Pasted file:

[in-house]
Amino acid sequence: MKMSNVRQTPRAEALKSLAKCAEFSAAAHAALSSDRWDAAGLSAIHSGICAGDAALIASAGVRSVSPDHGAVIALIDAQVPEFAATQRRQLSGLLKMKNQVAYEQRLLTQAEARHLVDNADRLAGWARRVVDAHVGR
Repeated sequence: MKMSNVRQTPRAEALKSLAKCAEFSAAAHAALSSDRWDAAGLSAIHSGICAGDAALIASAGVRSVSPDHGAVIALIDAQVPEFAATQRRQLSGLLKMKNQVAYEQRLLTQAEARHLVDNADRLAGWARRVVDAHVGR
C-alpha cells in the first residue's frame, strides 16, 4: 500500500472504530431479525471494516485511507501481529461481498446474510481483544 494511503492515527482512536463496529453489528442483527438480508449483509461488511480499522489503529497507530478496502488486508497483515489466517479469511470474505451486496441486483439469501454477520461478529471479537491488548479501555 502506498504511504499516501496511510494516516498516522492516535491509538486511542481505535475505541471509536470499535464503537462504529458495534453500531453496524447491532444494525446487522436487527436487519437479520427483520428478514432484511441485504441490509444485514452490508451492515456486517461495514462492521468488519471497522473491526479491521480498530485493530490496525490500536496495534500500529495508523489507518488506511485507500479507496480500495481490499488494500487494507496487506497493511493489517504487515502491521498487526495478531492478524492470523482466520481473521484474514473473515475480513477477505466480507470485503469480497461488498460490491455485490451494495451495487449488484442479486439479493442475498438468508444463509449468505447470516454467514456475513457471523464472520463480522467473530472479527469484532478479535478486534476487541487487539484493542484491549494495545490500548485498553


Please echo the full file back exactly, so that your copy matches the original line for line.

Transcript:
[in-house]
Amino acid sequence: MKMSNVRQTPRAEALKSLAKCAEFSAAAHAALSSDRWDAAGLSAIHSGICAGDAALIASAGVRSVSPDHGAVIALIDAQVPEFAATQRRQLSGLLKMKNQVAYEQRLLTQAEARHLVDNADRLAGWARRVVDAHVGR
Repeated sequence: MKMSNVRQTPRAEALKSLAKCAEFSAAAHAALSSDRWDAAGLSAIHSGICAGDAALIASAGVRSVSPDHGAVIALIDAQVPEFAATQRRQLSGLLKMKNQVAYEQRLLTQAEARHLVDNADRLAGWARRVVDAHVGR
C-alpha cells in the first residue's frame, strides 16, 4: 500500500472504530431479525471494516485511507501481529461481498446474510481483544 494511503492515527482512536463496529453489528442483527438480508449483509461488511480499522489503529497507530478496502488486508497483515489466517479469511470474505451486496441486483439469501454477520461478529471479537491488548479501555 502506498504511504499516501496511510494516516498516522492516535491509538486511542481505535475505541471509536470499535464503537462504529458495534453500531453496524447491532444494525446487522436487527436487519437479520427483520428478514432484511441485504441490509444485514452490508451492515456486517461495514462492521468488519471497522473491526479491521480498530485493530490496525490500536496495534500500529495508523489507518488506511485507500479507496480500495481490499488494500487494507496487506497493511493489517504487515502491521498487526495478531492478524492470523482466520481473521484474514473473515475480513477477505466480507470485503469480497461488498460490491455485490451494495451495487449488484442479486439479493442475498438468508444463509449468505447470516454467514456475513457471523464472520463480522467473530472479527469484532478479535478486534476487541487487539484493542484491549494495545490500548485498553